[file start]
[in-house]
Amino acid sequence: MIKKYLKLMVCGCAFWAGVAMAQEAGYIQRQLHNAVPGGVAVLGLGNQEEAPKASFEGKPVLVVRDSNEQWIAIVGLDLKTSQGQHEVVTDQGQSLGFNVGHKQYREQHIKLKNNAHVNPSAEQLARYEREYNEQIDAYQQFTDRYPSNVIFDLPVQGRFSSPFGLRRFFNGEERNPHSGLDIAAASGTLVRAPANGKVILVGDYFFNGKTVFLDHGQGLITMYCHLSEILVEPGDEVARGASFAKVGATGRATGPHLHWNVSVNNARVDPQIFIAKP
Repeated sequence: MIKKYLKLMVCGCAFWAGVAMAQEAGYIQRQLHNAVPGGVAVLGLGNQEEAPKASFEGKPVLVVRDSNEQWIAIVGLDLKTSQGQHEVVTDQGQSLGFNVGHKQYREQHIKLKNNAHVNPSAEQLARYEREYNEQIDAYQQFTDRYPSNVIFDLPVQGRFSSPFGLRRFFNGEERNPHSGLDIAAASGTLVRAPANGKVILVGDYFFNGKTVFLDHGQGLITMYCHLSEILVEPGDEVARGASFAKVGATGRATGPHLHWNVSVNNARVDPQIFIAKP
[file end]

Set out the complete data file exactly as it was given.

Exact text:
[in-house]
Amino acid sequence: MIKKYLKLMVCGCAFWAGVAMAQEAGYIQRQLHNAVPGGVAVLGLGNQEEAPKASFEGKPVLVVRDSNEQWIAIVGLDLKTSQGQHEVVTDQGQSLGFNVGHKQYREQHIKLKNNAHVNPSAEQLARYEREYNEQIDAYQQFTDRYPSNVIFDLPVQGRFSSPFGLRRFFNGEERNPHSGLDIAAASGTLVRAPANGKVILVGDYFFNGKTVFLDHGQGLITMYCHLSEILVEPGDEVARGASFAKVGATGRATGPHLHWNVSVNNARVDPQIFIAKP
Repeated sequence: MIKKYLKLMVCGCAFWAGVAMAQEAGYIQRQLHNAVPGGVAVLGLGNQEEAPKASFEGKPVLVVRDSNEQWIAIVGLDLKTSQGQHEVVTDQGQSLGFNVGHKQYREQHIKLKNNAHVNPSAEQLARYEREYNEQIDAYQQFTDRYPSNVIFDLPVQGRFSSPFGLRRFFNGEERNPHSGLDIAAASGTLVRAPANGKVILVGDYFFNGKTVFLDHGQGLITMYCHLSEILVEPGDEVARGASFAKVGATGRATGPHLHWNVSVNNARVDPQIFIAKP